Most homeowners aspire to have a thick, green, healthy lawn. Keeping up a good-looking landscape improves a home's curb appeal. But can you give your lawn a little too much love while actually harming it? You sure can, say lawn experts. Some people love the work and others view lawn care as an endless chore, but here's some good news: a little less attention can free up your time and help your lawn to be lush, green and healthy. Here are some things to consider:
- Don't water it every day.
One big misconception is that your lawn needs constant watering, especially in the warm-weather months. People notice a brown patch on their lawns and pull out the hose. In fact, over-watering can actually damage the ecosystem, making it more vulnerable to pests and diseases. Experts recommend watering only once a week if you can't wait for Mother Nature to take care of it. Plus, don't water it in full sun. The best time to water your grass is early morning, which gives the water a chance to penetrate the grass before the sun is out in full force. This also gives the grass a chance to be cool before the sun gets really intense.
Avoid watering at night, because it will encourage diseases and fungus. Additionally, don't soak your lawn with a basic garden hose. It won't be watered evenly. Instead, use a sprinkler system or a soaker hose to do the job.
- Love your grass clippings.
Believe it or not, grass clippings are a friend to our lawns. Even though you might find them unsightly and a little unkempt, grass clippings provide mulch for your lawn and nourishment as they decompose. It will, in a sense, turn into mulch fertilizer and regenerate your lawn, protecting it from those pesky weeds and such. One big bonus: If you get the grass clipping mulch task right, this may reduce the need for fertilizer, saving you money overall and providing a much more healthy, organic lawn for you to enjoy.
- Cut your lawn carefully.
This means: under no circumstances should you be tempted to adjust the blades all the way to the ground. You will run the risk of burning your lawn. Instead, adjust the blades higher and keep it a little longer in the summer, despite the fact you may think it too dry. It's best to give your lawn a thorough watering only weekly, even in the hottest months. Your lawn will thank you by coming back green and vivacious. It needs that extra length to hold water.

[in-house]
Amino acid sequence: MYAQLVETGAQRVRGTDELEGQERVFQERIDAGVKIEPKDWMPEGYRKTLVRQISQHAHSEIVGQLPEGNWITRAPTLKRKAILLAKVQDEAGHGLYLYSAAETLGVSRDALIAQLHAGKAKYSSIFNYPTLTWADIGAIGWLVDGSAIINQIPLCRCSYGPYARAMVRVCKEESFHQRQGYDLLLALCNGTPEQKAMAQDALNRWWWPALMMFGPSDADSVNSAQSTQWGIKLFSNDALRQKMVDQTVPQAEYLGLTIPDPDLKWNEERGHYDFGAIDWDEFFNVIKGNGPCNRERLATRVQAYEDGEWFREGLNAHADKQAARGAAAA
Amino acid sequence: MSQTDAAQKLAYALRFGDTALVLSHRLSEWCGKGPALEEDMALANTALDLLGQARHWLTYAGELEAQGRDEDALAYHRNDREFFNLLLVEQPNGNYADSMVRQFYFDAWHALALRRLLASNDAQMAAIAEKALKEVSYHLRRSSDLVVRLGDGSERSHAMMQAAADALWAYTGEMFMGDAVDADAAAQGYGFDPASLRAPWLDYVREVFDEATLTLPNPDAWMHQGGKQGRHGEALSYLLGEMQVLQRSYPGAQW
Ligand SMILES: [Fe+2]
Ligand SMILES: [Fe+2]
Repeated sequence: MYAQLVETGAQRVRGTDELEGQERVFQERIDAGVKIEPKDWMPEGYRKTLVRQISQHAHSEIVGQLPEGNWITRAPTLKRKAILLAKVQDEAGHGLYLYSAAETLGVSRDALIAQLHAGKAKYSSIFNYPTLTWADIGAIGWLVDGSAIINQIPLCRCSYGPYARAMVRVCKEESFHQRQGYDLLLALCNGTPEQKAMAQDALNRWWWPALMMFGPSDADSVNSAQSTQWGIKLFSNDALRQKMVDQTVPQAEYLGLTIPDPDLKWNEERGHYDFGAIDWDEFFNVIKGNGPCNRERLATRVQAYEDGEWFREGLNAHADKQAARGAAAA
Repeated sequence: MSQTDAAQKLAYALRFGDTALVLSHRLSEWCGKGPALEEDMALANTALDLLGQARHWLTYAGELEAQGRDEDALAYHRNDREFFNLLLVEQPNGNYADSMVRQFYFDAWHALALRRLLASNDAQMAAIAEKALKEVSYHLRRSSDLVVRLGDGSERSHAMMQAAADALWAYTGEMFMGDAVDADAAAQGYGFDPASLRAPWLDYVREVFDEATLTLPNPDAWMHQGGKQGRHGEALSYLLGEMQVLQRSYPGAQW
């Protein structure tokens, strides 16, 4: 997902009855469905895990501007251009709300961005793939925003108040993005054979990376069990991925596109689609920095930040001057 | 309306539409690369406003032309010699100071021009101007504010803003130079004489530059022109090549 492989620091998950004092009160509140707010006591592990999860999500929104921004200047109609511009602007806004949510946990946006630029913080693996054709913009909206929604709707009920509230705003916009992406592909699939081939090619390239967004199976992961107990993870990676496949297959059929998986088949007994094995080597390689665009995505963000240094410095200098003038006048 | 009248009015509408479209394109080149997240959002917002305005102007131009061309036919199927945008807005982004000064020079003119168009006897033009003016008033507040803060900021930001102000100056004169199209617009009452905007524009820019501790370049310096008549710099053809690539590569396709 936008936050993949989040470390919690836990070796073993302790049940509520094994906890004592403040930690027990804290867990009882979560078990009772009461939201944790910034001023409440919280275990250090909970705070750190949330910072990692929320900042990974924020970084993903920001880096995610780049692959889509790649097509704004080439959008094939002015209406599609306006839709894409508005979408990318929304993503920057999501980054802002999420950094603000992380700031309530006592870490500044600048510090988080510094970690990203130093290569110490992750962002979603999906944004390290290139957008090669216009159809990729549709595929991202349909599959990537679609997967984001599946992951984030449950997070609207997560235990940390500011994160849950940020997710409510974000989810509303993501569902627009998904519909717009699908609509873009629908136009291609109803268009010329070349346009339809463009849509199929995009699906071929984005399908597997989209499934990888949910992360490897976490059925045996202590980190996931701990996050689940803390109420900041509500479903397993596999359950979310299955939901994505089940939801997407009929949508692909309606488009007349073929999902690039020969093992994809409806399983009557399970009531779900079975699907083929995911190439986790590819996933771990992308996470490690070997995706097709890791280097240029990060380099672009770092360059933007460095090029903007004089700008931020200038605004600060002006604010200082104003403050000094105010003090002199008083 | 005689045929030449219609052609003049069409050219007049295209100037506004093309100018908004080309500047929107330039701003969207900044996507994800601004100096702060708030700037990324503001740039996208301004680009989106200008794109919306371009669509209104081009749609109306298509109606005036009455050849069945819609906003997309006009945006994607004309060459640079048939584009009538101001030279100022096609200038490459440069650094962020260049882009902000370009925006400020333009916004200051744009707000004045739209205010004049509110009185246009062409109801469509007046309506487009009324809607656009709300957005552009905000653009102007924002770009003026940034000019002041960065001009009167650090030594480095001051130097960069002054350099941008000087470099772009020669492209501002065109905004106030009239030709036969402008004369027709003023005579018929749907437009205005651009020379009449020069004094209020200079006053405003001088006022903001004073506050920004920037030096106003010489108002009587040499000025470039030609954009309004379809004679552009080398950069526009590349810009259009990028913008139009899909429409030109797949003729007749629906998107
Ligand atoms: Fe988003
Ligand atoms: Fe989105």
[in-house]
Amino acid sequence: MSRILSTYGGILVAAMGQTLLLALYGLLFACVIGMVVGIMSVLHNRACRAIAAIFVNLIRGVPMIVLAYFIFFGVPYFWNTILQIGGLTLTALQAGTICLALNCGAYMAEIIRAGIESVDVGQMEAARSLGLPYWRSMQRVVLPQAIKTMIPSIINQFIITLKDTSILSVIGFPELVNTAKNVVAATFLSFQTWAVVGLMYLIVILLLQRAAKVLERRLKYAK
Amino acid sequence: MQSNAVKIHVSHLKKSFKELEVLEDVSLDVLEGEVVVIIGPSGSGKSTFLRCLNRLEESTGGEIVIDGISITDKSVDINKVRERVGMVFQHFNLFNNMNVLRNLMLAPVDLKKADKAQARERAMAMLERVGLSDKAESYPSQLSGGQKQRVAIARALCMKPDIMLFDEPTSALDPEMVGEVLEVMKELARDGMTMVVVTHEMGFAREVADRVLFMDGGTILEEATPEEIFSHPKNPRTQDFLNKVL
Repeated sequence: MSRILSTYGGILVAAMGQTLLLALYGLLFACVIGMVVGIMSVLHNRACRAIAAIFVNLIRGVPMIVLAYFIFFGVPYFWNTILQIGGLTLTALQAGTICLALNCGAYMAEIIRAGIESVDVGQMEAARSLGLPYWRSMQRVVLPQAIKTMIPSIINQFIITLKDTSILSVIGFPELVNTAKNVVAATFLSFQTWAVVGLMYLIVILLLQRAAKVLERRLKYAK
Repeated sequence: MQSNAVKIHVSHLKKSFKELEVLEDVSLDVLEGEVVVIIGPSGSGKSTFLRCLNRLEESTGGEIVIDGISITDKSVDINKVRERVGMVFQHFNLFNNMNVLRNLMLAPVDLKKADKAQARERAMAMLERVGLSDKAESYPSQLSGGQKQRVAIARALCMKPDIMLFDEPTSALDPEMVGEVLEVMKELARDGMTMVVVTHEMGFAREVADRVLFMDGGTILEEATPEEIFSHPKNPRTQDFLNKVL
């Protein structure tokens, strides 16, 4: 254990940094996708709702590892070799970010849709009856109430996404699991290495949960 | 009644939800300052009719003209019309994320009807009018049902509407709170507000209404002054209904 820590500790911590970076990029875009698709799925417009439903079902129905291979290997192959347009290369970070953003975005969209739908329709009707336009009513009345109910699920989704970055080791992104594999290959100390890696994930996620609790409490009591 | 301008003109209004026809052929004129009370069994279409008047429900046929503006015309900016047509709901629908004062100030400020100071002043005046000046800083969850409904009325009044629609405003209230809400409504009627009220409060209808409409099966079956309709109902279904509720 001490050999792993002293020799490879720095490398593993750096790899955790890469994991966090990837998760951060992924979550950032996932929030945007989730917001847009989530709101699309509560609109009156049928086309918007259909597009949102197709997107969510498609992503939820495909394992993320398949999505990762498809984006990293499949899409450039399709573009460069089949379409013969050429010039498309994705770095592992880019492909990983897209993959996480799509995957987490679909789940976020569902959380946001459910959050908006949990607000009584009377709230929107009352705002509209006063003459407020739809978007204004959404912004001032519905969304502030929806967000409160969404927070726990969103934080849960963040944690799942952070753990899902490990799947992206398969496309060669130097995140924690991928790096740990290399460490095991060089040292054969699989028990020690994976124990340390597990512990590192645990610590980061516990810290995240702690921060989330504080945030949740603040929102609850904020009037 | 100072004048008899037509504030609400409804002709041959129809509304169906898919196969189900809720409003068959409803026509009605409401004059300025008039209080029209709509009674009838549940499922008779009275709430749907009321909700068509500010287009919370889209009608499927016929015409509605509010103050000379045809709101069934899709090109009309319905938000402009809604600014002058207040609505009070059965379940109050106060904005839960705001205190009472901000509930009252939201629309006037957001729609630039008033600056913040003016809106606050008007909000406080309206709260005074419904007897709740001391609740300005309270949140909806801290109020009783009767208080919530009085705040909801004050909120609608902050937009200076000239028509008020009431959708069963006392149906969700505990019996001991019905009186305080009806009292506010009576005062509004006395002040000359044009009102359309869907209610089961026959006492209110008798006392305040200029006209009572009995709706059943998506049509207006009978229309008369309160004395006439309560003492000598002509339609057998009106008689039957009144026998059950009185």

- Leave your leaves alone.
Appreciate the fall leaves on your lawn because they are giving endless nutrients to your grass. If you must, many lawnmowers have a mulch setting, so use that to tidy up the lawn. It's got superpower effects for your lawn. Those tiny bits of dead leaves will feed the grass and make it healthier over the long haul.
- Don't cut wet grass.
You can admire the raindrops or dew on wet grass, and it is pretty. Take a cool picture, but please don't cut it wet. It can be beautiful in the sparkling dew, but appreciate it from there. Wet mowing is not only bad for the grass, but it's bad for your mower blades as well. Clippings tend to clump and spread micro-organisms around which may come back to haunt you. And wet mower blades will dull them and reduce their longevity. Keep that mower blade sharp for a better cut.
- Don't over-fertilize.
All mushrooms aren't bad. If you see mushrooms crop up after a particularly rainy period, check out the variety and see if they really need to be removed. They could be wonderful fertilizer for your lawn, so do some google research and see what it says. Some may be bad, some may be good. Pick and choose carefully. Also, when winter comes around and you are tempted to throw rock salt all around, stay in your lane on your walkway so that it doesn't breach the lawn. It will definitely melt the snow, and quite possibly your lawn. Sprinkle carefully if you must.
- Remember that your lawn is fragile.
It comes and goes with the weather and the season. The good thing about lawns is that unless you go total Armageddon on them, they will come back. If you strive for a smarter, better lawn, you just may be the envy of the neighborhood. You never thought this would be, but your careful diligence has moved you through to Master Gardner. Enjoy and be sure to share your lawn mastery with your neighbors.
Small Space Garden Ideas
Don't have lawn space for a big garden? Why not make it a container garden? Here are some great and easy ideas about container or small-space gardening.
- Even though you might not have a large space with which to grow a garden, you can certainly build or buy some awesome container gardens—like those beautiful large wooden barrels you can get at your favorite big box store or local nursery. Just fill with good topsoil, a layer of veggies or flowers, another layer of mulch and water. Always water because they are above ground you may need to be extra diligent in monitoring of soil moisture. Don't be afraid to mix it up.
- For flower pots and containers, pick a few spikey plants, a few flowing green plants, and some colorful flowers. You'll be surprised that when you mix it up with different plants, how well they will thrive. And quickly! The spring-summer growing season yields magnificent results as long as you give them water, maybe a few vitamin supplements, and just wait for the sun to come out. Some plants—like petunias—don't really thrive until it gets hot, hot, hot. Still keep watering them prudently, but don't overdo. A quick walk through your garden every few days will help you decide what your baby blooms need.
Check out this link for more small garden ideas.
Resources: Lifehacker.com, home.howstuffworks.com, bhg.com, NBC 10 WJAR